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Trump lawyer got secret order muzzling Stormy Daniels on alleged tryst, her attorney says

Michael Finnegan, Los Angeles Times on

Published in News & Features

LOS ANGELES -- President Donald Trump's personal lawyer, Michael Cohen, obtained a secret restraining order last week to block porn actress Stormy Daniels from speaking publicly about Trump's alleged extramarital affair with her, according to Daniels' attorney.

The order came in a private Los Angeles arbitration proceeding Cohen initiated to enforce a hush-money deal reached with Daniels in the closing days of the 2016 presidential campaign. In return for keeping silent, Daniels received $130,000 from a Delaware shell company Cohen set up before the election.

Asked whether Trump approved the payment, White House spokeswoman Sarah Huckabee Sanders said Wednesday that the president has "made very clear that none of these allegations are true."

"This case has already been won in arbitration," she said.

Pressed on whether Trump knew about the payment when it was made, Sanders responded: "Not that I'm aware of."

Arbitrator Jacqueline A. Connor, a retired state judge in Los Angeles, granted Cohen's request last week for a temporary restraining order to muzzle Daniels, who was not given a chance to argue against it. Connor barred Daniels, whose real name is Stephanie Clifford, from disclosing that the arbitration proceeding was taking place once she found out about it.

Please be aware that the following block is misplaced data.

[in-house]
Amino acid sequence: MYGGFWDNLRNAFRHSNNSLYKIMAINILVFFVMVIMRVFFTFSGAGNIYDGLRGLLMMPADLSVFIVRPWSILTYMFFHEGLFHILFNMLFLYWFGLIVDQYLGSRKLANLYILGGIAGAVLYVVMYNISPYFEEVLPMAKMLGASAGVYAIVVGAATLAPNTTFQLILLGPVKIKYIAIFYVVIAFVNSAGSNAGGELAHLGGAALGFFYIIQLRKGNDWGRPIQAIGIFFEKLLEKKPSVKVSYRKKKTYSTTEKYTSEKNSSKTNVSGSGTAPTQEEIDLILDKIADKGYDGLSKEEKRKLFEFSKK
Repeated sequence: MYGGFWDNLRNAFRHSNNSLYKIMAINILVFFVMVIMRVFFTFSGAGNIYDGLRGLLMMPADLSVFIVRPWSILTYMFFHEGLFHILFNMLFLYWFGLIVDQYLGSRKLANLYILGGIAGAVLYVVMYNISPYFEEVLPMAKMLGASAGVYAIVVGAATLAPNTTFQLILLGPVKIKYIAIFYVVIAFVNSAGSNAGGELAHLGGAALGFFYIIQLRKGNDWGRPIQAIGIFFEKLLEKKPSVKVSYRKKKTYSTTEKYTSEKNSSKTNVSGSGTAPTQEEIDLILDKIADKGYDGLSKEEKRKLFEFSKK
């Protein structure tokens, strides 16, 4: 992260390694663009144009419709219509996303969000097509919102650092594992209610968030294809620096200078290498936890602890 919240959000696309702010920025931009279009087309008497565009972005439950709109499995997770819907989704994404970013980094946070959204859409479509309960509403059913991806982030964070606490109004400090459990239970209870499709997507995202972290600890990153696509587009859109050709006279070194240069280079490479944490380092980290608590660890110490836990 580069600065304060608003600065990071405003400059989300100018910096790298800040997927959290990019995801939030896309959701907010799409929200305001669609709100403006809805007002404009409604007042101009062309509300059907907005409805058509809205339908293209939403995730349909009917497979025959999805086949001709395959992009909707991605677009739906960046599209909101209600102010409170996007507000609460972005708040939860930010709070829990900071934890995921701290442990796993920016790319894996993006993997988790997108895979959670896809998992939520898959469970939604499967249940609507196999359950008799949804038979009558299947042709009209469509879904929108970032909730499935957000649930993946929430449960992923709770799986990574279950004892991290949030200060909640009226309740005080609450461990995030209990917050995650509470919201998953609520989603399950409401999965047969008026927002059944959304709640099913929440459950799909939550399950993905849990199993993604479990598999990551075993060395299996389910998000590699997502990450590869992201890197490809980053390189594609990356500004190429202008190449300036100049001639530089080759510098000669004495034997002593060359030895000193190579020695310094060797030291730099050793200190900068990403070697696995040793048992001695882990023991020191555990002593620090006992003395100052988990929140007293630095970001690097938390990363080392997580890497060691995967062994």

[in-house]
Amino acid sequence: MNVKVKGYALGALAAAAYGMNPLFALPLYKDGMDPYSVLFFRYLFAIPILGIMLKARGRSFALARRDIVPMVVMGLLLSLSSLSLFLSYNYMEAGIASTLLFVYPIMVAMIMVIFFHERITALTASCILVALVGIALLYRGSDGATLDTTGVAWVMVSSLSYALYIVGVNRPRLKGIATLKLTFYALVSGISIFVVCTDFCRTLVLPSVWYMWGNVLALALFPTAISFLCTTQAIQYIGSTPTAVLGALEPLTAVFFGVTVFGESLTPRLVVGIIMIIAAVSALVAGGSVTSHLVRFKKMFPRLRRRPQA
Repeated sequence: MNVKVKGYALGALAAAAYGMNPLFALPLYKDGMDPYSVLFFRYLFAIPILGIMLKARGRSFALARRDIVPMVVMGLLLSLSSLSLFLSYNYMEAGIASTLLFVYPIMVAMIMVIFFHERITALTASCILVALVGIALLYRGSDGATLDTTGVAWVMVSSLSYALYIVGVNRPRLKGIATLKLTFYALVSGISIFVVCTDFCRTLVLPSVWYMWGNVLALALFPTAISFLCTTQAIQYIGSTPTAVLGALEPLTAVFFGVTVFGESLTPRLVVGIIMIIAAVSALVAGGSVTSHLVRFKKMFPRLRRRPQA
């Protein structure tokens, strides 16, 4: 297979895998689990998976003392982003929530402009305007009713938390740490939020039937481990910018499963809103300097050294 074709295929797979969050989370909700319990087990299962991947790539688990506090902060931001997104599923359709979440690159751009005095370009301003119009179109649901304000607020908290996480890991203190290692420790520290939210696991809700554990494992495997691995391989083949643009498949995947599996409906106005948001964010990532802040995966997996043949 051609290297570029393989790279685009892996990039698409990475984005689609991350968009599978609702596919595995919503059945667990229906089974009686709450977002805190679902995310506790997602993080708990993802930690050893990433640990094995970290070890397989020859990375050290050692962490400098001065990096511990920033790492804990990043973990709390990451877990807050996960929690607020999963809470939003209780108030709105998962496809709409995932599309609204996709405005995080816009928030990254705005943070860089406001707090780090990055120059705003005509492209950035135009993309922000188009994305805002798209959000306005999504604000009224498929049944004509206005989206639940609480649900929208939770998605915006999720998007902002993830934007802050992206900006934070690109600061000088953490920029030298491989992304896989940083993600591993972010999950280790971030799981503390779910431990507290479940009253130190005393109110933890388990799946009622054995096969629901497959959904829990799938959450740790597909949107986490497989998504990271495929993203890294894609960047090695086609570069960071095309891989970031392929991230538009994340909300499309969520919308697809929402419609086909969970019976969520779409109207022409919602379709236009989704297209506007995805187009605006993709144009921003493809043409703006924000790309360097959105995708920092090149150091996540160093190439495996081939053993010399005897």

In apparent defiance of that order, Daniels, 38, filed a lawsuit against the president Tuesday seeking to void the October 2016 hush-money agreement, saying Trump never signed it. The suit accused Cohen, at the president's behest, of trying to "shut her up" to protect Trump in what her complaint called "a bogus arbitration proceeding."

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The restraining order, dated Feb. 28, was first reported Wednesday by NBC News, which posted it on its website.

Daniels attorney Michael Avenatti confirmed that it was Cohen who obtained the restraining order.

The legal wrangling cast light on the hardball tactics used by celebrities to enforce confidentiality agreements, including secret arbitration proceedings that can be tilted in favor of the famous person. The hush-money pact gave Trump sole discretion to decide whether the arbitration would take place under California, Nevada or Arizona law. Should Daniels be found to have broken the deal, she would have to return the $130,000 and pay Trump at least $1 million in damages.

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